Figure 2 presents the total annual feed cost per cow (winter and summer) assembled for this beef cow herd. These costs are based on local market prices for both farm-raised feeds and the going local pasture rental rates.
Since this rancher both runs cows and farms, the cow herd is being charged market prices for farm-raised feeds, and the feed-growing enterprises are credited with the market price of farm-raised feeds. This way, farming profits or losses are not allocated to the beef cow herd.
As pointed out in previous Market Adviser columns, long-run annual feed costs per cow have generally trended upward since 2009. Feed costs for this rancher have also trended upward through the current cattle cycle (see Figure 2). The statistical trend on this rancher’s feed cost is an increase of $5.60 per cow per year.
Heifer development costs
One of the bigger cost variables has been the total cost of developed replacement heifers (see Figure 3). Heifer development costs are made up of:
• The market value of the weaned heifer calf transferred into the heifer development enterprise.
• The cost of developing the heifer calf into a preg-checked heifer transferred into the cow herd. This is the cost of growing the heifers in the winter, summer grazing, breeding, preg testing, and adjusting for the open heifers.
The major difference in the annual heifer development cost is attributed to the varying annual market value of the weaned heifer transferred into the heifer development enterprise.
As the rancher and I were viewing and discussing Figure 3, we quickly raised the economic question of buying replacement females versus raising them. We fully plan on simulating this herd with purchased replacement heifers to study the economics of raised vs. purchased replacement heifers.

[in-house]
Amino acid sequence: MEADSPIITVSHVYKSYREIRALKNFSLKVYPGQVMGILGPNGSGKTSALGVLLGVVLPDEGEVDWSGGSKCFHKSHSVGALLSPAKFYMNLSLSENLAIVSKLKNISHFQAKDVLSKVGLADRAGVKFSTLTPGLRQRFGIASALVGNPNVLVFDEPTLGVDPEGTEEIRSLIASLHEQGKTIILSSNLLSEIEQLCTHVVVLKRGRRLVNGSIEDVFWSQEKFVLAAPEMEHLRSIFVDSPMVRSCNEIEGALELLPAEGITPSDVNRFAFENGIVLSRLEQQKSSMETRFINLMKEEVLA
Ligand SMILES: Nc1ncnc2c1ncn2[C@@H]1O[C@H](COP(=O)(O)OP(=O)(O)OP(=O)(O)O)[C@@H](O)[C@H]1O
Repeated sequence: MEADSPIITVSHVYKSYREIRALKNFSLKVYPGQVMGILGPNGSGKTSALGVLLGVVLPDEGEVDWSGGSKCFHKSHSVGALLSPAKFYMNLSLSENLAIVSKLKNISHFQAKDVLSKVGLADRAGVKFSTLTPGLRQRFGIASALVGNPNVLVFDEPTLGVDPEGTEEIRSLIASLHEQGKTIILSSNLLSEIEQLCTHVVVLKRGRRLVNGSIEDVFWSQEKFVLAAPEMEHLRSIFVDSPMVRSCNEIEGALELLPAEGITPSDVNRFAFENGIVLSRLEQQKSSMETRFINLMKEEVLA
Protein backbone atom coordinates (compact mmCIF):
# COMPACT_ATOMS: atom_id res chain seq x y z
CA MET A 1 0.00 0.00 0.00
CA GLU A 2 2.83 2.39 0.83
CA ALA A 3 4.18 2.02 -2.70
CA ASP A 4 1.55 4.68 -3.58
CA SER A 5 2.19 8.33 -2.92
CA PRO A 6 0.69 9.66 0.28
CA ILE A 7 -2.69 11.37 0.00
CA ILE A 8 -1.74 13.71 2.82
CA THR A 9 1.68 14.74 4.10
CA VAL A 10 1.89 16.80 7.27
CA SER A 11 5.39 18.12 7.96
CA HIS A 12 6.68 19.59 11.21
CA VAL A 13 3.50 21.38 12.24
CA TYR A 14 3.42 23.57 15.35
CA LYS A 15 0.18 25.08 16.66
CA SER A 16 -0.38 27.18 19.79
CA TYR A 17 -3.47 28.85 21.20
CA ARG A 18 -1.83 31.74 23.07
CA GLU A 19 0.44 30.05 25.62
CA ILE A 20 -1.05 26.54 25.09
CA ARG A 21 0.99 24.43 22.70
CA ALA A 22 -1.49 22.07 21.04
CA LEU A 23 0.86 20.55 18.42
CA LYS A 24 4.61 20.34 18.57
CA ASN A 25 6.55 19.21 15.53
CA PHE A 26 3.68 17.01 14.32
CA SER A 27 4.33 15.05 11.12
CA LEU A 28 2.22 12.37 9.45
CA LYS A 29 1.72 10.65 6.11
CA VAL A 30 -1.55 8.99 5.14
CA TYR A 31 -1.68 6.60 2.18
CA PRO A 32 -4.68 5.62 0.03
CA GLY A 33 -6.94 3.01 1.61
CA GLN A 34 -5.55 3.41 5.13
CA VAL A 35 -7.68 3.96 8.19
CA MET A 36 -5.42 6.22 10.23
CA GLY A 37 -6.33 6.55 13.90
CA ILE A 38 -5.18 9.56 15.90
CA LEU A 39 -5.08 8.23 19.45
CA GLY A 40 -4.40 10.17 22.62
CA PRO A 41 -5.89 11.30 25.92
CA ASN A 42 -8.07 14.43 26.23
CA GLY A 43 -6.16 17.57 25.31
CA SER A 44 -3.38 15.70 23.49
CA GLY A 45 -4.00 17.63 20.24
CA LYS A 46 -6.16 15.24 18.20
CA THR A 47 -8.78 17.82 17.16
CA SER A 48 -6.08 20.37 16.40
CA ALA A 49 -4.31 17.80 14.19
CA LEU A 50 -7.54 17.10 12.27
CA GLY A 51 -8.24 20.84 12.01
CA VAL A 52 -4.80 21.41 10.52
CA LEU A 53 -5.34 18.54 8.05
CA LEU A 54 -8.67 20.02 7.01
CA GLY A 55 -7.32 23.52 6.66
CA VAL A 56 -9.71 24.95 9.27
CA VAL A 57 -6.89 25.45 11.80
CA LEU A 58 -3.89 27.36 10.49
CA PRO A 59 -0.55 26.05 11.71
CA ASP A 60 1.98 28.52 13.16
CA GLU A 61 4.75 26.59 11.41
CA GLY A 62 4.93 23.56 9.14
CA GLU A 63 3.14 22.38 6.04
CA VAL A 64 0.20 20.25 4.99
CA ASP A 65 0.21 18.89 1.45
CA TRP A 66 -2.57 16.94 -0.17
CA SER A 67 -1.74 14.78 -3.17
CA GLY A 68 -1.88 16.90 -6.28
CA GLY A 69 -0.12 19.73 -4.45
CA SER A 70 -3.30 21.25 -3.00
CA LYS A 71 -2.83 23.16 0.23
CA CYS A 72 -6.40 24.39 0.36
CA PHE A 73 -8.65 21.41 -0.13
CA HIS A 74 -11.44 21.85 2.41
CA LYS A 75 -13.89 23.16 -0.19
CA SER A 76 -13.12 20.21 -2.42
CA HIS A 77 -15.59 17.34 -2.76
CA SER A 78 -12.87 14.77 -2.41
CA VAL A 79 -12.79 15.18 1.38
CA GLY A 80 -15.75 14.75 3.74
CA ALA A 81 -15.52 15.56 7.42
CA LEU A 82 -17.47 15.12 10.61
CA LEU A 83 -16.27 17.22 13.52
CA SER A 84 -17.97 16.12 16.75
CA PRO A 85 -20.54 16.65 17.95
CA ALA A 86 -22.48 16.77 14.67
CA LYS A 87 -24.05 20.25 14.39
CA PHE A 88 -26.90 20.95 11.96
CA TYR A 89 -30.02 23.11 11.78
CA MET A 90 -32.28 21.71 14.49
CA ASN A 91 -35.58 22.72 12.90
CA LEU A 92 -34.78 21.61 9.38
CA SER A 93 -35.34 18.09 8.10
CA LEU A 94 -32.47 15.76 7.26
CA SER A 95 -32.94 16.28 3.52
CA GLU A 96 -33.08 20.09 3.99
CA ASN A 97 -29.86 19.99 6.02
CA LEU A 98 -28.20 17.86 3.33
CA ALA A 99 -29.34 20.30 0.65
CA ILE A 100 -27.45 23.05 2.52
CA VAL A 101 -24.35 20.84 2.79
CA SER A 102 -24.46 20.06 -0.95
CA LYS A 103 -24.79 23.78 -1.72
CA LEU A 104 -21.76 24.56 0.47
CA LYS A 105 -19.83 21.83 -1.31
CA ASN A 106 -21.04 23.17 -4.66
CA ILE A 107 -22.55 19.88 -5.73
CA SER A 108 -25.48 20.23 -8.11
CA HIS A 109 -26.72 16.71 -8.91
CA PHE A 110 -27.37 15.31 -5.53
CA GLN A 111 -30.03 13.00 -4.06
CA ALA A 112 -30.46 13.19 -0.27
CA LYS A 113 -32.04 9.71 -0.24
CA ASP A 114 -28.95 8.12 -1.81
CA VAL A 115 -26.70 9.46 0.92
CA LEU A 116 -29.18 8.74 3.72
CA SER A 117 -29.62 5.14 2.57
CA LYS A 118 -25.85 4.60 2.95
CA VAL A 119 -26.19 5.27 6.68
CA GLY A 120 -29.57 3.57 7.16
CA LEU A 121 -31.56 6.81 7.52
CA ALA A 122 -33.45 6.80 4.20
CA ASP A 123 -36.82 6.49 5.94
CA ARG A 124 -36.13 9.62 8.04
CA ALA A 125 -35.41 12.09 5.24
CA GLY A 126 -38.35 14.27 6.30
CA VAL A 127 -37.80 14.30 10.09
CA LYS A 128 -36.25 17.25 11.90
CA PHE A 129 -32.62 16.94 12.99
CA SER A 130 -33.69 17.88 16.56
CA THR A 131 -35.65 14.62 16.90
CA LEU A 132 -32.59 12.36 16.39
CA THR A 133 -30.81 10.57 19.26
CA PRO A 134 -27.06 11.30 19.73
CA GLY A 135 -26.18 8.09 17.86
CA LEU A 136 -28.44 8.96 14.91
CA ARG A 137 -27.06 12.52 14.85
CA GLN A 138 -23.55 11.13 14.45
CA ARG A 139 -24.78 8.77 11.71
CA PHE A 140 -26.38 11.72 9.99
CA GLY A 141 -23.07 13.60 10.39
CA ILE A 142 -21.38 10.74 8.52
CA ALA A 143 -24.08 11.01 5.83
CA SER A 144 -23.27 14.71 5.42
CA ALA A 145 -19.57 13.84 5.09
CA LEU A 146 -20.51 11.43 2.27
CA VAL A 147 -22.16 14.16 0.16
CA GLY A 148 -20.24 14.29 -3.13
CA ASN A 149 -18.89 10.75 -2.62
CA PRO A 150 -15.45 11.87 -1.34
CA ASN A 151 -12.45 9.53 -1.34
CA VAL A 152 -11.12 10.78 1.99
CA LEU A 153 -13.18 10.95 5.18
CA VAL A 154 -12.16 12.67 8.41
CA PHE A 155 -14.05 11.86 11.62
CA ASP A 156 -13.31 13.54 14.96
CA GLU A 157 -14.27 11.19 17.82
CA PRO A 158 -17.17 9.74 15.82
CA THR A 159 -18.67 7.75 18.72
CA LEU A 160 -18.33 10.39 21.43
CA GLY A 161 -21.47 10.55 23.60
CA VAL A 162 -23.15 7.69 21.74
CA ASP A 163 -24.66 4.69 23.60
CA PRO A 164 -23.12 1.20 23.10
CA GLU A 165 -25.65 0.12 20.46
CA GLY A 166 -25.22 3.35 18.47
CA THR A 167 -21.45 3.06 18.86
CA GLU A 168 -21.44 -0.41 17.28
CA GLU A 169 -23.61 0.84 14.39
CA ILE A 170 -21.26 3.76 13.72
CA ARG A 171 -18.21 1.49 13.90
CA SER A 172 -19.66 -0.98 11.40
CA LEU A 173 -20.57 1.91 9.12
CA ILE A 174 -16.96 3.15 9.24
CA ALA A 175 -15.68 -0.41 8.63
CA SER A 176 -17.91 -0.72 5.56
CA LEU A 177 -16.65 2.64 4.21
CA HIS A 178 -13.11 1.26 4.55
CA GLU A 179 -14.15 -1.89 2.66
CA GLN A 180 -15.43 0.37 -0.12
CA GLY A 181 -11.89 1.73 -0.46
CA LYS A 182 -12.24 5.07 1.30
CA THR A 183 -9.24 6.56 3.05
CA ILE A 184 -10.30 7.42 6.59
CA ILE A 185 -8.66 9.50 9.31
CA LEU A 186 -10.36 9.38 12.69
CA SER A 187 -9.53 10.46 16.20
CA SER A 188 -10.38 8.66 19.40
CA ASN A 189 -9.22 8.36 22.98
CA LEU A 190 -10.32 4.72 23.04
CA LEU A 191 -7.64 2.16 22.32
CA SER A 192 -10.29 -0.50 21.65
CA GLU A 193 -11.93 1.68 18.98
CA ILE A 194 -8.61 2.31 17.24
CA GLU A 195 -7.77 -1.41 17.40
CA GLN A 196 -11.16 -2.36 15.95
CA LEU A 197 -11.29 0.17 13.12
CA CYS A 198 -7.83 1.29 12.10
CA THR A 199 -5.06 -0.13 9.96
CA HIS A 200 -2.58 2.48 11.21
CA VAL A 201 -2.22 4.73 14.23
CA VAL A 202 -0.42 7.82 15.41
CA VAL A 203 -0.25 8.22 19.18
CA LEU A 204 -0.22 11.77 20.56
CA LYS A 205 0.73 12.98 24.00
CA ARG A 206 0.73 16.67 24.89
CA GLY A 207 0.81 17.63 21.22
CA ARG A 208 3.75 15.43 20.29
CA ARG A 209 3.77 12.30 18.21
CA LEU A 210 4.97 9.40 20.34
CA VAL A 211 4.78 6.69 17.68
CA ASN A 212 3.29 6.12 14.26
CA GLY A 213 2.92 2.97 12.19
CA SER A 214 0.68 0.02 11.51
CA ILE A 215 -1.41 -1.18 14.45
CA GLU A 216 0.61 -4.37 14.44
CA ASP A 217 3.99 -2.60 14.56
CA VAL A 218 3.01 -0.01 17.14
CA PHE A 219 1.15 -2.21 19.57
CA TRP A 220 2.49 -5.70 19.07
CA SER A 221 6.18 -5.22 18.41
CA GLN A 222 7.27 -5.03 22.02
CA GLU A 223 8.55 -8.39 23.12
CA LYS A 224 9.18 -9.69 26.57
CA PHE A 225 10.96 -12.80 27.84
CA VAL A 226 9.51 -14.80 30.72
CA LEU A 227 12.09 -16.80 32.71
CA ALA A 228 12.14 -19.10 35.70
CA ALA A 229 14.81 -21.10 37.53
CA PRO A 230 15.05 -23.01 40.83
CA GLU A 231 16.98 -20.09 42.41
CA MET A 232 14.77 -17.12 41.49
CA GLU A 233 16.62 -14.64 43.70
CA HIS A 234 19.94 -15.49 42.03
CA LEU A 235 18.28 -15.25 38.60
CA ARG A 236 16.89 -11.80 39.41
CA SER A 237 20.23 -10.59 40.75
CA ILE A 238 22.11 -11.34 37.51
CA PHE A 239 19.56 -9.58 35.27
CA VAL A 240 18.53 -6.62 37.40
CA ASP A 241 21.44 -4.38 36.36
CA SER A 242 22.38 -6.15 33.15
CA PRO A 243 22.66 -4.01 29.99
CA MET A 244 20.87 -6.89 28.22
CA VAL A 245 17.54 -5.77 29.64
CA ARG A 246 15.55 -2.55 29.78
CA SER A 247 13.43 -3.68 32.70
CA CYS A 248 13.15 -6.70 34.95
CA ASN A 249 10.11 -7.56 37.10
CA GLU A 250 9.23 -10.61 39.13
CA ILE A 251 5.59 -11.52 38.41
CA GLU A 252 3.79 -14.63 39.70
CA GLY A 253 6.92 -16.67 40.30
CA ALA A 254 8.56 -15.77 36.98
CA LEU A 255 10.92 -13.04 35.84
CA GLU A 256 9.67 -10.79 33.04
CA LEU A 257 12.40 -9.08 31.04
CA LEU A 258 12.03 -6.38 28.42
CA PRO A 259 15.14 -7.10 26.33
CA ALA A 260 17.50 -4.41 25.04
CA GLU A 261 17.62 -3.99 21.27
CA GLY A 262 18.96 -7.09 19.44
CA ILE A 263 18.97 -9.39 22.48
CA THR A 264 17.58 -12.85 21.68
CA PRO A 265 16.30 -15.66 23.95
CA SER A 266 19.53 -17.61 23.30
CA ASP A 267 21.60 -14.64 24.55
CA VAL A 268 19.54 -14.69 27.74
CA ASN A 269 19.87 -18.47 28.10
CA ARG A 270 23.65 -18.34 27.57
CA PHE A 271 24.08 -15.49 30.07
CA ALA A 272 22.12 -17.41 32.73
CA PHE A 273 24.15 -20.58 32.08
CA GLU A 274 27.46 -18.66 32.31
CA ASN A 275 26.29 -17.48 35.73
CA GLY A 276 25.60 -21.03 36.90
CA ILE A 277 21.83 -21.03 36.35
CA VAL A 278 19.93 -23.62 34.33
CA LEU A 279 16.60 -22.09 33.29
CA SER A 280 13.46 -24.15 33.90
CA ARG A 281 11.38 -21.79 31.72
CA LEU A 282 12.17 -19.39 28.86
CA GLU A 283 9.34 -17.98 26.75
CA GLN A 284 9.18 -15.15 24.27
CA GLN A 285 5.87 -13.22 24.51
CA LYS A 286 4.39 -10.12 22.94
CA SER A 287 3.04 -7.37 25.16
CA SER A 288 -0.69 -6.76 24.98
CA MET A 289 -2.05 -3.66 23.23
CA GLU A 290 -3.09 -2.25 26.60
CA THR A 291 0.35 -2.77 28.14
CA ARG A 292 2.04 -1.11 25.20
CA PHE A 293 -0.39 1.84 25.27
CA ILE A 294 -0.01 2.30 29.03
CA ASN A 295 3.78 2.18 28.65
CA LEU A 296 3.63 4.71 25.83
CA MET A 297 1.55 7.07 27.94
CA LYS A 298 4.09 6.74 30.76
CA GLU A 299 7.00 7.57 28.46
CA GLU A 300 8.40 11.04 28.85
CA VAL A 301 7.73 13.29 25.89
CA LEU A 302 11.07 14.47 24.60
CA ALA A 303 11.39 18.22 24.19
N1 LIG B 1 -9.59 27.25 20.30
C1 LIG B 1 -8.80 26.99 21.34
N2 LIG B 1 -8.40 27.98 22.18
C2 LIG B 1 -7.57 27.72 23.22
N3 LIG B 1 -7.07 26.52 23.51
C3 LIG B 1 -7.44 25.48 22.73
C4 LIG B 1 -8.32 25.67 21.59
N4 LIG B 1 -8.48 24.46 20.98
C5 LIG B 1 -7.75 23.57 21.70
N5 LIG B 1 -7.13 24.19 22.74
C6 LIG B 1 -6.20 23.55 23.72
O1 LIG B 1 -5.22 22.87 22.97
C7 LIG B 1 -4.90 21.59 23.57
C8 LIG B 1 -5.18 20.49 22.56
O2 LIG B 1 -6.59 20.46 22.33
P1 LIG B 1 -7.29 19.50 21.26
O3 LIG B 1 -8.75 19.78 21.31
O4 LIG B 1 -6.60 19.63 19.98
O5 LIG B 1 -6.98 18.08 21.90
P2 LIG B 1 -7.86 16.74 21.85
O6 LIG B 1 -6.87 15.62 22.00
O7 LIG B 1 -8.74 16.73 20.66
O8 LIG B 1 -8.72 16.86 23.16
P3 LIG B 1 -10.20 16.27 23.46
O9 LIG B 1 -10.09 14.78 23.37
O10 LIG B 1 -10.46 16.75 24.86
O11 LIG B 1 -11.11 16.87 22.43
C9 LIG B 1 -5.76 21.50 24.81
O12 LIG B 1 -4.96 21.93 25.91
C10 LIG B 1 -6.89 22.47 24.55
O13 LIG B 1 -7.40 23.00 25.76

I also pointed out to this study rancher that other authors in this magazine have also raised a production question of the benefits of raising your own replacement heifers.
Family living draw
The family living draw is an important cash cost of running cows that is not an economic cost. This study ranch family has no one working off the ranch, so there is a partial family living draw allocated toward the beef cow herd.
This rancher farms as well as runs a beef cow herd. His family has set the share of the family living draw against the cow herd at $100 per cow, or $25,000 per year.
Fortunately, this ranch has no debt allocated to the cow herd, so there is no debt service charge allocated to the beef cow herd in this analysis. I will cover the impact of debt service cash flow in detail in a future article.
Figure 4 presents the study herd’s cash flow summary for this cattle cycle. This summary covers the current cattle cycle from 2009 through 2018, with our preliminary projections for 2019 and 2020.
I encourage my readers to spend some time reviewing Figure 4. Considerable follow-up discussion will occur in my next article. A significant cattle cycle story is unfolding. Stay tuned.
Hughes is a North Dakota State University professor emeritus. He lives in Kuna, Idaho. Reach him at 701-238-9607 or firstname.lastname@example.org.